Other concerns

Taxes and reporting aren’t the only concerns for businesses that deal in cash. There are also matters of security and banking. Having cash around because of the nature of your business makes you vulnerable to robbery. The Insurance Information Institute offers tips for reducing vulnerability to theft.

One type of business that is forced to deal in cash is marijuana dispensaries, even though they are in states where this is legal. The reason: Federal law still treats marijuana as a controlled substance so banks are prohibited from having accounts for the dispensaries. This bars such businesses from paying bills by check or electronic transfer, having credit cards, depositing payroll taxes with the government, and even paying income tax bills. There are efforts in Congress to allow banks to deal legally with marijuana businesses, but whether they succeed is uncertain.

Bottom line

If your business deals primarily in cash, make sure you understand your audit risk, reporting requirements, and security issues.


J.K. Lasser’s Small Business Taxes 2016

October 27th, 2015

This is my perennial tax book. I know it’s not a page turner like The Survivor (currently #1 on the New York Times best seller list) or Life and Other Near-Death Experiences (currently #1 on Amazon’s best seller list), but I’m proud to say it’s the 22nd year of the original publication, and it’s all new for 2015 returns and year-round tax planning.

I’ve decided to write my own book review to explain the purpose of the book, what’s new, and what’s ahead.

J.K. Lasser's Small Business Taxes 2016 by Barbara Weltman

Why small business owners need a tax book

If you are like the vast majority of small business owners (86%), you use a CPA or other tax pro to prepare your business returns. You may even work with tax experts on specific matters, such as succession planning and inventory management. However, it’s my belief that all small business owners need to be informed about taxes and can’t rely solely on CPAs.

The reason: owners, not their accountants or software, run their businesses and make decisions impacted by taxes on a daily basis. Should you hire employees or engage independent contractors? Should you buy or lease equipment? What type of financing should be used? Who should own the truck — the owner or the company? And more.

What the book includes

Amazon says:

“Written in a straightforward and accessible style, this reliable resource offers a complete overview of small business tax planning and provides you with the information needed to make tax-smart decisions throughout the year. Focusing on strategies that help you use deductions and tax credits effectively, shield business income, and maximize other aspects of small business taxes, this practical guide will show you how your actions in business today can affect your bottom line from a tax perspective tomorrow.”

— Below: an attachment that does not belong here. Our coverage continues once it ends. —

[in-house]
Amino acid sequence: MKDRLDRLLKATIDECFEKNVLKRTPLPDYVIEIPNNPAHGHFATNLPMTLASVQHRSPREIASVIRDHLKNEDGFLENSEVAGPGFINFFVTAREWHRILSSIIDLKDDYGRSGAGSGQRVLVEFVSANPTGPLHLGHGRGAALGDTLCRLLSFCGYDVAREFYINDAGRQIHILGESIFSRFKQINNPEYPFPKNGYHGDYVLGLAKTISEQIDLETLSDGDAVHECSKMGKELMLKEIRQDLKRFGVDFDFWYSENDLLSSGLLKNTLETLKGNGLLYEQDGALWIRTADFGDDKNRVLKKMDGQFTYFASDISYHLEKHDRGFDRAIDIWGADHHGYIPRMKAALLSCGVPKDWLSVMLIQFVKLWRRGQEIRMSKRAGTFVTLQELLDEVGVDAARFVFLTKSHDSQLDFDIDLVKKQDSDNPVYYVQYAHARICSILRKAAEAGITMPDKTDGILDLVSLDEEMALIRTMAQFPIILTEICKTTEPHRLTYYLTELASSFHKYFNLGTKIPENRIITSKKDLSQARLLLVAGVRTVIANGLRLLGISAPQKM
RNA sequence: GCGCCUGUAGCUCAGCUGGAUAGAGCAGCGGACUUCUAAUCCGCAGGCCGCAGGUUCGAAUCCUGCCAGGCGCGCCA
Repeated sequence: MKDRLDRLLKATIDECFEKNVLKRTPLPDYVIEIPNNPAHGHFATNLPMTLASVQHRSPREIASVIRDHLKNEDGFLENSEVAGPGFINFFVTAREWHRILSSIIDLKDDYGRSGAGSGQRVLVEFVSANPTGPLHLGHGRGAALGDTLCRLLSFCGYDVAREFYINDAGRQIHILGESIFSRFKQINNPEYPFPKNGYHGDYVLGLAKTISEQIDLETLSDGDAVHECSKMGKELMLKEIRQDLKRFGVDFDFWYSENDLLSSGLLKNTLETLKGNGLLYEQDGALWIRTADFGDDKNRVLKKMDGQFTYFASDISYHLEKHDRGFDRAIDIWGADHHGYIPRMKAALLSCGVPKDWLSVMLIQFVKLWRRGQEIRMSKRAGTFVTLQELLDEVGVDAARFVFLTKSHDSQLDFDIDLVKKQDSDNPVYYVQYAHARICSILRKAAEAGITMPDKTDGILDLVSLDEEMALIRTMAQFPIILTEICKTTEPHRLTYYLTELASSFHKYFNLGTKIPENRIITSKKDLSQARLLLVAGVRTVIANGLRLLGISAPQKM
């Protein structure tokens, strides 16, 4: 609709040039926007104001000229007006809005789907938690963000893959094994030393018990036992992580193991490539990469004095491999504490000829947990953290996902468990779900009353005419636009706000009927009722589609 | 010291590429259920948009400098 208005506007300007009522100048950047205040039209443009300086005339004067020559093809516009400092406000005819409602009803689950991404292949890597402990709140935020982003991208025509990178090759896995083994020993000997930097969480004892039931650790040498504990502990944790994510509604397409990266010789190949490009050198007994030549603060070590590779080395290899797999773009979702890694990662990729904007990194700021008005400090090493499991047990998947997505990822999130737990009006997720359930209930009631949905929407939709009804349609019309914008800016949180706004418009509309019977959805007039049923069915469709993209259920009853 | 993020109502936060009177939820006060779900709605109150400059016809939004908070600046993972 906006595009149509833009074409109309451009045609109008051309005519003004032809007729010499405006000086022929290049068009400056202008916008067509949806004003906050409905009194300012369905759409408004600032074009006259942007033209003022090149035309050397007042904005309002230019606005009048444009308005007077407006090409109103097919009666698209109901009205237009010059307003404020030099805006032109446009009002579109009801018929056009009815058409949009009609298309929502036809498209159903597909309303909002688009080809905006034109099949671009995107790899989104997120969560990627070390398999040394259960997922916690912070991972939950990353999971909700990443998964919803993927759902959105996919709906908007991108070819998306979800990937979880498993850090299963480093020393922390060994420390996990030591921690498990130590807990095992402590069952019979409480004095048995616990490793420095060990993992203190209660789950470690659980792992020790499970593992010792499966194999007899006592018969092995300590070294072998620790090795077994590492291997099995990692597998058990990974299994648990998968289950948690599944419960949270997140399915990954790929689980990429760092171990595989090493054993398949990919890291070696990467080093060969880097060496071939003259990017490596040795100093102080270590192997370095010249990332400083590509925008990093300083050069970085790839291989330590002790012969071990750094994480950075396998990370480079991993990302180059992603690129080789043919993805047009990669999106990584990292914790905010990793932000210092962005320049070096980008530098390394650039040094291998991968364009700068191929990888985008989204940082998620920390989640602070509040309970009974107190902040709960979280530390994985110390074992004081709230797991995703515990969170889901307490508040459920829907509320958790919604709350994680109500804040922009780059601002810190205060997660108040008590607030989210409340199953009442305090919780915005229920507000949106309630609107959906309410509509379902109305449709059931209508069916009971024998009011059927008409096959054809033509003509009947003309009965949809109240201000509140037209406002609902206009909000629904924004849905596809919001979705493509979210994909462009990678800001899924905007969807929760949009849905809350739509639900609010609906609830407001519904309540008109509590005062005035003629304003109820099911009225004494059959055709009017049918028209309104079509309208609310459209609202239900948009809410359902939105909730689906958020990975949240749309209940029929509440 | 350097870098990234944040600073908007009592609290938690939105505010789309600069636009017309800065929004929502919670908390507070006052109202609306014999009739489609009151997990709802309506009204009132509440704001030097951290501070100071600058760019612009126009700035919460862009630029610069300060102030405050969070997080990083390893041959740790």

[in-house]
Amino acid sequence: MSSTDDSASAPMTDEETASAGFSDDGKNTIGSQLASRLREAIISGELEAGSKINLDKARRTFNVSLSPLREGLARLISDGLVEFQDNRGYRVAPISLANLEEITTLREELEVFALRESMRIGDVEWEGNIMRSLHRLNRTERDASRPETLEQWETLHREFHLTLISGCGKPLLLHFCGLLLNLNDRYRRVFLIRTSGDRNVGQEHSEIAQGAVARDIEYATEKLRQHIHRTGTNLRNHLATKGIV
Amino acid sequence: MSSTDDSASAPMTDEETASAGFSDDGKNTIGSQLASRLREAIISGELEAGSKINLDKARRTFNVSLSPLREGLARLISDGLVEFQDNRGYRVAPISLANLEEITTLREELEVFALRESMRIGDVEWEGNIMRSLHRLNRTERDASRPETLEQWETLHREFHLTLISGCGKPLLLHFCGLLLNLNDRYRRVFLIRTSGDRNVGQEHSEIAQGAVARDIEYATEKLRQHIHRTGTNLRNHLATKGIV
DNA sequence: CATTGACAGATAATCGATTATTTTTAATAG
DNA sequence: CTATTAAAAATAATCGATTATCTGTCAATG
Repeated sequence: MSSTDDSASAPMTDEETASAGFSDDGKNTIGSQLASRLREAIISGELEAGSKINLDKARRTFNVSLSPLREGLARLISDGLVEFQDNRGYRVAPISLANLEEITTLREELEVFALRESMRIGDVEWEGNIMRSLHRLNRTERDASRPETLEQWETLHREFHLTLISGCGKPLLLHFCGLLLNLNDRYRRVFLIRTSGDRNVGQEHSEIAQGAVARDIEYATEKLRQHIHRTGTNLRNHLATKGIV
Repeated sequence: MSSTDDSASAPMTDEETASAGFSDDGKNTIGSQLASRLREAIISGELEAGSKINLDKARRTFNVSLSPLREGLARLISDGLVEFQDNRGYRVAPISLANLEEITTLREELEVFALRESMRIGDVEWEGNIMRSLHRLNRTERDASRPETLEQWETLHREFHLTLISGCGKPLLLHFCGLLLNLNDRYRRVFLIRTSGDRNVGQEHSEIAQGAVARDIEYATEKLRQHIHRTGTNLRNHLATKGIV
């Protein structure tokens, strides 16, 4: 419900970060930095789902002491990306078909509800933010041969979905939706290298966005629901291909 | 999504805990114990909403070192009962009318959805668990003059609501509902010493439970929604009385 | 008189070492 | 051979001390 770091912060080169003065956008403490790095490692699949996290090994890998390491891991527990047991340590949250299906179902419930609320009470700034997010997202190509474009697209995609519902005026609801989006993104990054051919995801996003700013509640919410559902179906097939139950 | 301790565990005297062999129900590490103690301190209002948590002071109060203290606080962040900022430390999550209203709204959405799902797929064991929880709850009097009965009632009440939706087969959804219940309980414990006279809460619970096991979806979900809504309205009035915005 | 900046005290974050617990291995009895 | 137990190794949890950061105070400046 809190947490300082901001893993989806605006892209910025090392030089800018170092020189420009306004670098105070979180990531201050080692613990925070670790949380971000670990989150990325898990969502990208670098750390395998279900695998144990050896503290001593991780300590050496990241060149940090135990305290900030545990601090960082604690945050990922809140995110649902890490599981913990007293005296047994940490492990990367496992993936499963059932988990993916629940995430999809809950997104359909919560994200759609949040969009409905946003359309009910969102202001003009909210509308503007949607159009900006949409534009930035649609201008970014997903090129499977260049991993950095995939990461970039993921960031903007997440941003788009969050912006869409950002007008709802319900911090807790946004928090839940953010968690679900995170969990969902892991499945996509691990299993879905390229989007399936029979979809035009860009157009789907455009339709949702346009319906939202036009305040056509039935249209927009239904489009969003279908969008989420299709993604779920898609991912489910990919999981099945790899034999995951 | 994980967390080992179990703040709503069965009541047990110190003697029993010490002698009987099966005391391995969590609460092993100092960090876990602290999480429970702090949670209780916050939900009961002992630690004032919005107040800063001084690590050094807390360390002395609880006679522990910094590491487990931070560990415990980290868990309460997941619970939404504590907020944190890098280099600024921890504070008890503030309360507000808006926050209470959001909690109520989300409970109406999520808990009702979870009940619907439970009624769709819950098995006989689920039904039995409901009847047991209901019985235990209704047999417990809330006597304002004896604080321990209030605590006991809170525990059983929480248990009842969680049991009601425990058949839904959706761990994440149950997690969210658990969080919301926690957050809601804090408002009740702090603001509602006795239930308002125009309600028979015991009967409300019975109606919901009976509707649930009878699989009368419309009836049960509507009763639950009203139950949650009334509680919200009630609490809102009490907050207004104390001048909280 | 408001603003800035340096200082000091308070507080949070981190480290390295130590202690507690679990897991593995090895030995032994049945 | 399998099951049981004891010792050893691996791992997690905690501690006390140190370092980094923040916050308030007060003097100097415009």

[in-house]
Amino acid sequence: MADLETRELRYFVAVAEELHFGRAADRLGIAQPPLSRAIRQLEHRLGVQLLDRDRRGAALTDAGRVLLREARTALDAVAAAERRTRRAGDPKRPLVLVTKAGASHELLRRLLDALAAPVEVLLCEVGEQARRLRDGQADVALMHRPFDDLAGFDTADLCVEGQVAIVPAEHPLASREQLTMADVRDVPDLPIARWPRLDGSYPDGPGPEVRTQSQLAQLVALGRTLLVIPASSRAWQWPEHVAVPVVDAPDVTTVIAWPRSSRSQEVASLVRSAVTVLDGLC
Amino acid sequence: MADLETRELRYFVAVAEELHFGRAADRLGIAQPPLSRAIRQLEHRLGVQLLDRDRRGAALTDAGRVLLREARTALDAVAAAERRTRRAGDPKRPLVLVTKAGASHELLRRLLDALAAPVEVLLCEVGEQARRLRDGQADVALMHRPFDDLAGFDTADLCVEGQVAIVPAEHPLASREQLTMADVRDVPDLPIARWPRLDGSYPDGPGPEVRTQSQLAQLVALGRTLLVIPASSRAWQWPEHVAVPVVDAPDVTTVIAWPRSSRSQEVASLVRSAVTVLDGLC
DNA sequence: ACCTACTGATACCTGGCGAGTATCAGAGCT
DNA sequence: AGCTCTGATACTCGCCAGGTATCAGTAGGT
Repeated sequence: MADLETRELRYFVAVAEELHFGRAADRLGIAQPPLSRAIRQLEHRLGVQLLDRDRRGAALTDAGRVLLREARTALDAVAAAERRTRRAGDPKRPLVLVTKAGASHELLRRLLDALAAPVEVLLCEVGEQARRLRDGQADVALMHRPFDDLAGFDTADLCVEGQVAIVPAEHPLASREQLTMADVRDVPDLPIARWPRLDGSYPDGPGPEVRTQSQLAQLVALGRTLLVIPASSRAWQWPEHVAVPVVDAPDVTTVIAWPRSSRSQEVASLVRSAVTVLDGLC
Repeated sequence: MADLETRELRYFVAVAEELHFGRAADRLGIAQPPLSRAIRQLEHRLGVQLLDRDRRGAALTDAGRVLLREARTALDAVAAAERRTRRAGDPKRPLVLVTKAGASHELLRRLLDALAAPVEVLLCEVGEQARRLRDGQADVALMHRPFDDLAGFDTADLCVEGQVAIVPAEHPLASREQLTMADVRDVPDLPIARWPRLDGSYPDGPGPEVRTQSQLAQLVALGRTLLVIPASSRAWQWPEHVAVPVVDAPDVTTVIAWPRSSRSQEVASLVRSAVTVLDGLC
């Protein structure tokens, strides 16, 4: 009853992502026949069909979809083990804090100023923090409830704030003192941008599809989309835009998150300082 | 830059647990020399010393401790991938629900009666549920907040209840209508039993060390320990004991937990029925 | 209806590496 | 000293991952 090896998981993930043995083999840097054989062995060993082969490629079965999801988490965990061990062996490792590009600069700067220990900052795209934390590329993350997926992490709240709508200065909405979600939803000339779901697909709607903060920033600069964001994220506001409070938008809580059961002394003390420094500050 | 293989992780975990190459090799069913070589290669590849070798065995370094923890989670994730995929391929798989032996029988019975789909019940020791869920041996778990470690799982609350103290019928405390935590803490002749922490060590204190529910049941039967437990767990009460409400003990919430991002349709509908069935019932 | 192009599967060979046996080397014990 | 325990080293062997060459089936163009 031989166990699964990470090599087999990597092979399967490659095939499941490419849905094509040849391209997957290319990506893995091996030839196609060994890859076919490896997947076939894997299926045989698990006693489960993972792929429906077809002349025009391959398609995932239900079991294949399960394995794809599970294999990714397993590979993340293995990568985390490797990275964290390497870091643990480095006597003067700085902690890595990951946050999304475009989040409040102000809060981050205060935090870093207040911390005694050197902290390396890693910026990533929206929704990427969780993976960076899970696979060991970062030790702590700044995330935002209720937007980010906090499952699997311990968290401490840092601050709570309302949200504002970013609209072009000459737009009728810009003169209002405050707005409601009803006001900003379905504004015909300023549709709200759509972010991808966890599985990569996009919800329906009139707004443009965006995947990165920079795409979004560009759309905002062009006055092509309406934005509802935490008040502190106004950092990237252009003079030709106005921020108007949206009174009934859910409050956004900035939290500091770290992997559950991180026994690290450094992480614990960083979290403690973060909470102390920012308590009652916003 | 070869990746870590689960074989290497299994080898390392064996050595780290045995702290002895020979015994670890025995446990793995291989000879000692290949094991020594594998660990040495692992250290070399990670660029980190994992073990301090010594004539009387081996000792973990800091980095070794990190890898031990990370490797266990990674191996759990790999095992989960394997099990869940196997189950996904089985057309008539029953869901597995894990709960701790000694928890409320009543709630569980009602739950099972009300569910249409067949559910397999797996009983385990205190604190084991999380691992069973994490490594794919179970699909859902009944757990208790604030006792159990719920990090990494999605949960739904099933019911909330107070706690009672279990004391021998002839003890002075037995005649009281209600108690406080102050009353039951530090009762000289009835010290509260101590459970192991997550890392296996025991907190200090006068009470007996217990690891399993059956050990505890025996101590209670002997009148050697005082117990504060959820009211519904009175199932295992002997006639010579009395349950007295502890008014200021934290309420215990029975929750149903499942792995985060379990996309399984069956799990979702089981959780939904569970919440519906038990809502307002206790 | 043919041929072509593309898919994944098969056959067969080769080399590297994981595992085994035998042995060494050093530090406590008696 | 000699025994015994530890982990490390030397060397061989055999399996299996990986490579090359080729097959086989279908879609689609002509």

This year’s edition includes new or expanded treatment of the Affordable Care Act and employer responsibilities, the so-called repair regulations, the foreign earned income exclusion for small business owners working abroad, and working with a tax professional. Of course, it also reflects all of the new tax rules from legislation, cases, and IRS pronouncements.

Looking ahead

You may be wondering how a book on 2015 taxes can be released when there are dozens of tax breaks that expired at the end of 2014 which may or may not be extended for 2015. This situation isn’t new.

In the past decade, Congress has let tax rules expire only to extend them retroactively by action in December or even January. For example, the American Taxpayer Relief Act of 2012, which extended retroactively 51 tax breaks that had expired the end of 2011, was signed into law on January 2, 2013.

Fortunately, I prepare an online supplement for the book. The supplement not only includes the so-called extenders, but other last-minute developments that may impact tax return preparation for 2015 and tax planning for 2016 and beyond. The supplement is free and should be posted early February 2016.

It’s worth remembering that while the current group of extenders are certainly important for small business owners, most tax rules are well entrenched and do not have to be extended. You can work with these rules to plan for current tax savings.

Interacting with readers

Each year I receive emails from readers asking questions, suggesting future inclusions, and sometimes pointing out errors. I welcome this communication to continually improve the book and provide valuable assistance to small business owners. If you have thoughts on the book, email me at barbara at barbaraweltman dot com.